Visiting or looking at photographs of other people’s gardens not only gives us insight into their thoughts, ideas, and lifestyles but it can also be a source of inspiration for how we organize our own spaces. Gardens can be a sign of wealth, a means of putting food on the table, or just beautiful spaces in which to relax. These elements are all reflected in the garden photos that are part of the Minnetrista Heritage Collection.
The first two images depict a house and gazebo on Wheeling Avenue. Florence Dye and her brother are posed near the gazebo and she is holding a bouquet of some variety of daisy. Behind them the giant leaves of elephant ears are visible as well as daisies, bushes, and several potted plants. The front and side of the house also have many plants indicating that this family enjoyed gardening, took pride in the appearance of their yard, and thought it worthy of being photographed and used as a background for photos.
The next set of photos depicts Sadie Gause Robinson and daughter Dorothea Robinson McShurley in a family member’s garden. The women are posed near irises and what appear to be the white blooms of snow in summer. A succulent in a concrete pot, bushes, pine and deciduous trees are also visible. This garden is another example of a well-maintained space that served as a lovely setting for photographing family members.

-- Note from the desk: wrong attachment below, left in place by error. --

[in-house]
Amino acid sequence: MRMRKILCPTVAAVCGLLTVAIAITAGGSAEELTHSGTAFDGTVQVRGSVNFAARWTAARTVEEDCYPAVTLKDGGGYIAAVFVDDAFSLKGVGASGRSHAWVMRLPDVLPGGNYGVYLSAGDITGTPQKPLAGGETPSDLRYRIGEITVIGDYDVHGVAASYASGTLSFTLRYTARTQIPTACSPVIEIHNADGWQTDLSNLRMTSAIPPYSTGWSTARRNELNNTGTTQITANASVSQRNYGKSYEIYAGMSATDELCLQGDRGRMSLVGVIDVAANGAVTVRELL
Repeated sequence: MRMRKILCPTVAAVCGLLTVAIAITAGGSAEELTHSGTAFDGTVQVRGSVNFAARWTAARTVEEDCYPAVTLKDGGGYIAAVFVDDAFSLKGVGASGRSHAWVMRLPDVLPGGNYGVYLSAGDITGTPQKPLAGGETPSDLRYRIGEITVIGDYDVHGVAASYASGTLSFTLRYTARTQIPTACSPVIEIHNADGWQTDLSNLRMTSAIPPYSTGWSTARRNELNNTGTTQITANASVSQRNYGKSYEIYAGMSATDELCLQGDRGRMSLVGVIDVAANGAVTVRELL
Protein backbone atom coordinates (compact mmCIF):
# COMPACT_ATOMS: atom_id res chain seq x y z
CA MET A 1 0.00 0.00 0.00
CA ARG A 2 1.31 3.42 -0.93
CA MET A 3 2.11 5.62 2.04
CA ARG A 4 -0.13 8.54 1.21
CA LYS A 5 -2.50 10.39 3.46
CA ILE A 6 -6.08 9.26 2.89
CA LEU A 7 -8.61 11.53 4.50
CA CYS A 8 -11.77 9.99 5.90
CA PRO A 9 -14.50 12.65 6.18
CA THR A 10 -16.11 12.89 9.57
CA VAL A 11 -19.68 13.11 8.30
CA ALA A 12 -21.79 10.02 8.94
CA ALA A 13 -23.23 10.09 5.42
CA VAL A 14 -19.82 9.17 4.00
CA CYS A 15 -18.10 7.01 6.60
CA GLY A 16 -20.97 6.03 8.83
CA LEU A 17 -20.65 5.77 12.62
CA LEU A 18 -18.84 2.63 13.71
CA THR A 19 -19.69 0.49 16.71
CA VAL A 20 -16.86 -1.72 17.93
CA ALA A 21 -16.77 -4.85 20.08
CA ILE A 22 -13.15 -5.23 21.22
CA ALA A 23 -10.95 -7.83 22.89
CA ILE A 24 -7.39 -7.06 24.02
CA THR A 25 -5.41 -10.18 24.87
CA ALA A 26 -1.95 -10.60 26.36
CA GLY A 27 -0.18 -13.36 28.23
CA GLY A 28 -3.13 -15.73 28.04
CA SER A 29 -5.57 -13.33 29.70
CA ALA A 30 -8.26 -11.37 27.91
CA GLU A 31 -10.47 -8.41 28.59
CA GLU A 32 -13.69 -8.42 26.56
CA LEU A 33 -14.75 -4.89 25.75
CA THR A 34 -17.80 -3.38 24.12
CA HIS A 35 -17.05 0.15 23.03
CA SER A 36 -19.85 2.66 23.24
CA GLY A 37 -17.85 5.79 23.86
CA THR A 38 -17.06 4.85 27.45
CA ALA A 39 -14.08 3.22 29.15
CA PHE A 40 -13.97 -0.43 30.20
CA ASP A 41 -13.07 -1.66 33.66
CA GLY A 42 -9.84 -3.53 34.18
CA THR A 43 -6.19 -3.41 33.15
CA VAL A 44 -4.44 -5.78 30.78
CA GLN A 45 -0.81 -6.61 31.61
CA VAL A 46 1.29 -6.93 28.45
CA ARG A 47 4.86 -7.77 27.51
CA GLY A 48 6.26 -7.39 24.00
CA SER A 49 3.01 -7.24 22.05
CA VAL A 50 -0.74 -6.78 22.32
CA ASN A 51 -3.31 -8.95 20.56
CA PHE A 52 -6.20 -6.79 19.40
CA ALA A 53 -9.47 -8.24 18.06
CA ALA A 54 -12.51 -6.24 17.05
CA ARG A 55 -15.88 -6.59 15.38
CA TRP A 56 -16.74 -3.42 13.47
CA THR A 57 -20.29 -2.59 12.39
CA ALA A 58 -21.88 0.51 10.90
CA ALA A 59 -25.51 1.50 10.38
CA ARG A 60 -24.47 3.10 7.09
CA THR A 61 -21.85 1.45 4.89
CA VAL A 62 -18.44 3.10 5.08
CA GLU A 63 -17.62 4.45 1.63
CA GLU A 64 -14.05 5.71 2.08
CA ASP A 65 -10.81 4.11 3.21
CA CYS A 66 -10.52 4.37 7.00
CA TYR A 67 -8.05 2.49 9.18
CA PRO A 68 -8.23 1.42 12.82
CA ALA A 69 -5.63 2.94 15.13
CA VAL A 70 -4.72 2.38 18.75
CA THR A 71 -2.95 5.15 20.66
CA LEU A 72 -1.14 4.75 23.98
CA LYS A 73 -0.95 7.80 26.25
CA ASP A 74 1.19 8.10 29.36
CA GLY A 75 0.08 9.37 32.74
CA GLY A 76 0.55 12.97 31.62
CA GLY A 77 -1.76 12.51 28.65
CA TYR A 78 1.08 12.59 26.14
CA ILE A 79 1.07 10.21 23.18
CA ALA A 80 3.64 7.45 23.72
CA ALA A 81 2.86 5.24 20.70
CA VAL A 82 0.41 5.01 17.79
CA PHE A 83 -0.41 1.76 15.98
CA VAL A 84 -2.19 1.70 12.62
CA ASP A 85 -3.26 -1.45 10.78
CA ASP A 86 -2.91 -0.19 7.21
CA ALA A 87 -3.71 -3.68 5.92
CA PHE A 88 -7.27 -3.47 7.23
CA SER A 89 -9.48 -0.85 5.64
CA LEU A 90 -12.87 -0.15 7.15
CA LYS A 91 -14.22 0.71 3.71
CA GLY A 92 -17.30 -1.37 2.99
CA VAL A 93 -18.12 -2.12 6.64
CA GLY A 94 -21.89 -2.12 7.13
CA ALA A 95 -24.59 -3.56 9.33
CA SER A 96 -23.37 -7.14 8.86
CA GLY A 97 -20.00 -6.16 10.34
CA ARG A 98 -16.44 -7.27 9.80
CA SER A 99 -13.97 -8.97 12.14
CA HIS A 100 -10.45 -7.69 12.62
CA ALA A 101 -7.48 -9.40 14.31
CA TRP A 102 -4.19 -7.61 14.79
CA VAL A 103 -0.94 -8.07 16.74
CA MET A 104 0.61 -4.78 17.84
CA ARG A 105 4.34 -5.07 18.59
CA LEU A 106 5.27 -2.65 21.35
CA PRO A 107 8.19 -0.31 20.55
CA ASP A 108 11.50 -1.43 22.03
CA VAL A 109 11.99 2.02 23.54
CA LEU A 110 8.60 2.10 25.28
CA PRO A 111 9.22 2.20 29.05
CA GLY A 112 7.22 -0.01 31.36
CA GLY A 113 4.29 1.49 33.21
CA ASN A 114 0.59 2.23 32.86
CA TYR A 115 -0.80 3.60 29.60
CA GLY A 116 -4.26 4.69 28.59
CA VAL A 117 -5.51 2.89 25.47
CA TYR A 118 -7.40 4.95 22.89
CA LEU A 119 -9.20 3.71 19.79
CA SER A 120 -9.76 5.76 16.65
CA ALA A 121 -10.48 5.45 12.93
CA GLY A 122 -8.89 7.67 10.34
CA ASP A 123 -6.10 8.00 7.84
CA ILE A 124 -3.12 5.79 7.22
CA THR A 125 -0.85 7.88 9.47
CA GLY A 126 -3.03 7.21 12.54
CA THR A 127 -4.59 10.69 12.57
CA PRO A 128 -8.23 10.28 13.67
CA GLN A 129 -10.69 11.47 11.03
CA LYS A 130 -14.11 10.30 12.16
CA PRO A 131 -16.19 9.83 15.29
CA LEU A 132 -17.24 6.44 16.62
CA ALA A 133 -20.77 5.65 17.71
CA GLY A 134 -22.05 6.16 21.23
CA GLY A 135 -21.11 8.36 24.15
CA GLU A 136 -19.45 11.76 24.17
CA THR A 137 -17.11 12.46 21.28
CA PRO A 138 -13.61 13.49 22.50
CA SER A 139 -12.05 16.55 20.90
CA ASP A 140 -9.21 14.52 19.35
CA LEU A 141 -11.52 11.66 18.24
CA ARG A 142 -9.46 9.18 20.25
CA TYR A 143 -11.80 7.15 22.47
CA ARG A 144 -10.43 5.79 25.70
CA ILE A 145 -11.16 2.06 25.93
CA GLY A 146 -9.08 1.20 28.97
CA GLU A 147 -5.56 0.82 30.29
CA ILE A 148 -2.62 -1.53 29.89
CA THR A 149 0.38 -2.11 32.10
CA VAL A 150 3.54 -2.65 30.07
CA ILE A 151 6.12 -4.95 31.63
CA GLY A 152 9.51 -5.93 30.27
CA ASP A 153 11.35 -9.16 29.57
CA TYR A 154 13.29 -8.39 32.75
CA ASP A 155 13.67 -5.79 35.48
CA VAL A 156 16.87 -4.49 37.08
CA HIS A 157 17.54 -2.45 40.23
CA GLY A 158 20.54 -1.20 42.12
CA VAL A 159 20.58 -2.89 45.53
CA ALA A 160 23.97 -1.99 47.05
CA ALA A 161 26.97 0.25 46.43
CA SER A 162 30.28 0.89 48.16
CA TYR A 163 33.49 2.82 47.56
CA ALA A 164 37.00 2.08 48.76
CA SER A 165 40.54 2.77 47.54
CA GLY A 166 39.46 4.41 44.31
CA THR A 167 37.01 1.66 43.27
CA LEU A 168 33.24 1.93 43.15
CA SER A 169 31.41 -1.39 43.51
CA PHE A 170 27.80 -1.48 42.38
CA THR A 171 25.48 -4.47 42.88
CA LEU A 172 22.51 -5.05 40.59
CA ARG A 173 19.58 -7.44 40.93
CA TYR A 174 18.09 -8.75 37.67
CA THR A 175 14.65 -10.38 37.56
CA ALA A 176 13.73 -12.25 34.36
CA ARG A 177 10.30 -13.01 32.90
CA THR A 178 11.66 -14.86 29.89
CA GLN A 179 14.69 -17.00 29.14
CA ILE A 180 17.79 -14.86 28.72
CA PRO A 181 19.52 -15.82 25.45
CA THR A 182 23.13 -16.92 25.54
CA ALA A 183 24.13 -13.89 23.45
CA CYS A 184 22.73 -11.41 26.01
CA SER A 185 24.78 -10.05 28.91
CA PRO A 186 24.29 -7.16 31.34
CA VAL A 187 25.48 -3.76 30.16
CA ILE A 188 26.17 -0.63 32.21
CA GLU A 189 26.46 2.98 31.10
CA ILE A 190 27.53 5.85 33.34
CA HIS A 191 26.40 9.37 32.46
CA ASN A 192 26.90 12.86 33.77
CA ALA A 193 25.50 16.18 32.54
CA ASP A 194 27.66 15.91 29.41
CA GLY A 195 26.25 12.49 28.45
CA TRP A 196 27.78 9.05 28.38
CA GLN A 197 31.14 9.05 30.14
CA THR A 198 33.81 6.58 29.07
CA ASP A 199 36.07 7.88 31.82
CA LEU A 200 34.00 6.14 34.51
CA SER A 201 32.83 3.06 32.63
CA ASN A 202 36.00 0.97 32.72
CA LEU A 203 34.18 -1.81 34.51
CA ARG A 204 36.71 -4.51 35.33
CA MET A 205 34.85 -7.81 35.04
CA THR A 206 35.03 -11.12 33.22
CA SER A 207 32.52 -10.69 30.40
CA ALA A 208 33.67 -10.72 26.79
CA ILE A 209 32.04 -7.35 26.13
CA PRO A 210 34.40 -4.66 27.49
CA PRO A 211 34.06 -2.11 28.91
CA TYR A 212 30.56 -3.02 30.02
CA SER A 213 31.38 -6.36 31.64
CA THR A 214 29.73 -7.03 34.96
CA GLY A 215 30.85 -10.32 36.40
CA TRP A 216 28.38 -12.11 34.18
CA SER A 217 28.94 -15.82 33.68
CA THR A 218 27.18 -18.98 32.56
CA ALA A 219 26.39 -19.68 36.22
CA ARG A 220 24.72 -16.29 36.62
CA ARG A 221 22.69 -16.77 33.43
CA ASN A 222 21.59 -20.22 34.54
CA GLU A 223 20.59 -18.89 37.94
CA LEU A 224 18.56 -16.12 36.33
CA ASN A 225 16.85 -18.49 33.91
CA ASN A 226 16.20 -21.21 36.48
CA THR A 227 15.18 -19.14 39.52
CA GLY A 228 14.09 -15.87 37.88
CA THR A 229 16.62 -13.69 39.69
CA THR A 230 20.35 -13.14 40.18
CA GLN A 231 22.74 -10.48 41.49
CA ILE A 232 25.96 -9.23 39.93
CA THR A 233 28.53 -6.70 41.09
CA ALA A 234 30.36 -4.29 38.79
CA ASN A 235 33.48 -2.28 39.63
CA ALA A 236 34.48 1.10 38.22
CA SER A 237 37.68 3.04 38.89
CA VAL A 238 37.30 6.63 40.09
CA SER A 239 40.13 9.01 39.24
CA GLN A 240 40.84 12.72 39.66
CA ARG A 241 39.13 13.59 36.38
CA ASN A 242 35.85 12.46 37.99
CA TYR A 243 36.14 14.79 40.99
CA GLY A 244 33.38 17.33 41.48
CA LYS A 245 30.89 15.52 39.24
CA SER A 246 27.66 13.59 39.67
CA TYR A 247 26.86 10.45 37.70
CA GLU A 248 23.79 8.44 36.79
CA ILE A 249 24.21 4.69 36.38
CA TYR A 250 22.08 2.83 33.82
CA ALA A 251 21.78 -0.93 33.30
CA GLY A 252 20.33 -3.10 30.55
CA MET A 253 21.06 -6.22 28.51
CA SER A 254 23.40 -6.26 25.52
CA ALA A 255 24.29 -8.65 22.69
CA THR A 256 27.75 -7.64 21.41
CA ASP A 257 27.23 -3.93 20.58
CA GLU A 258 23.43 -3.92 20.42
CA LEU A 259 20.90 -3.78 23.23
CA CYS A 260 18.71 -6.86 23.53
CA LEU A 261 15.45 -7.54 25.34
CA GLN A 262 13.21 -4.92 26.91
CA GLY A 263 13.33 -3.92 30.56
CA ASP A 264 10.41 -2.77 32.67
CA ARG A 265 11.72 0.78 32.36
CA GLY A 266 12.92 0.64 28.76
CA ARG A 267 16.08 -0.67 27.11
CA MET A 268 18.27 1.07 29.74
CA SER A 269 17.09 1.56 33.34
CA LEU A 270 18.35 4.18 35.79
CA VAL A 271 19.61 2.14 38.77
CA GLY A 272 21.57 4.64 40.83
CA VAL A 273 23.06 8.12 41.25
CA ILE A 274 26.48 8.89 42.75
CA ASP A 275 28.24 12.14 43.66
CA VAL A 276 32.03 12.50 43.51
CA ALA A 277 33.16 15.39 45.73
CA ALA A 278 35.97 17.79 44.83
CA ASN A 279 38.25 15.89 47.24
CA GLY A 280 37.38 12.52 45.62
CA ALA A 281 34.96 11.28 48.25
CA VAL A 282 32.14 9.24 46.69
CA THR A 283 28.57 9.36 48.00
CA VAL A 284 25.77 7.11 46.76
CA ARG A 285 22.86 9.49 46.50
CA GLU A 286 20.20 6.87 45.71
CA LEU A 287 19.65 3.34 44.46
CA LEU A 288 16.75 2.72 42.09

This image depicts two women hilling up beans in a large garden space. The photo was taken by John Crozier for a newspaper article but the date and identification of the women are unknown. It does however show the method of hilling and how much work goes into maintaining a large home vegetable garden.
Another image of a backyard gazebo depicts children at the residence of Clarissa Hickman Schreiber on East Adams Street. There is a vining plant growing on the gazebo and the yard is surrounded by a large hedge that creates a private yard space. Structures such as gazebos permit one to enjoy the outdoors more comfortably by providing covered seating in a room-like setting. Their often intricate designs also add an element of artistry to yards and gardens.
The Muncie Garden Club scrapbook details the group’s activities which included tours, educational programs, and flower displays. They toured the C.M. Kitselman and Otto Carmichael formal gardens, both a reflection of wealth and local examples of planned formal landscapes. The group sponsored a Junior Garden Club to teach young people gardening techniques as seen in the photo here. They also created displays for shows and events and held plant sales to benefit community beautification projects.
C.M. Kitselman estate
Otto Carmichael estate
Muncie Junior Garden Club
Plant sale display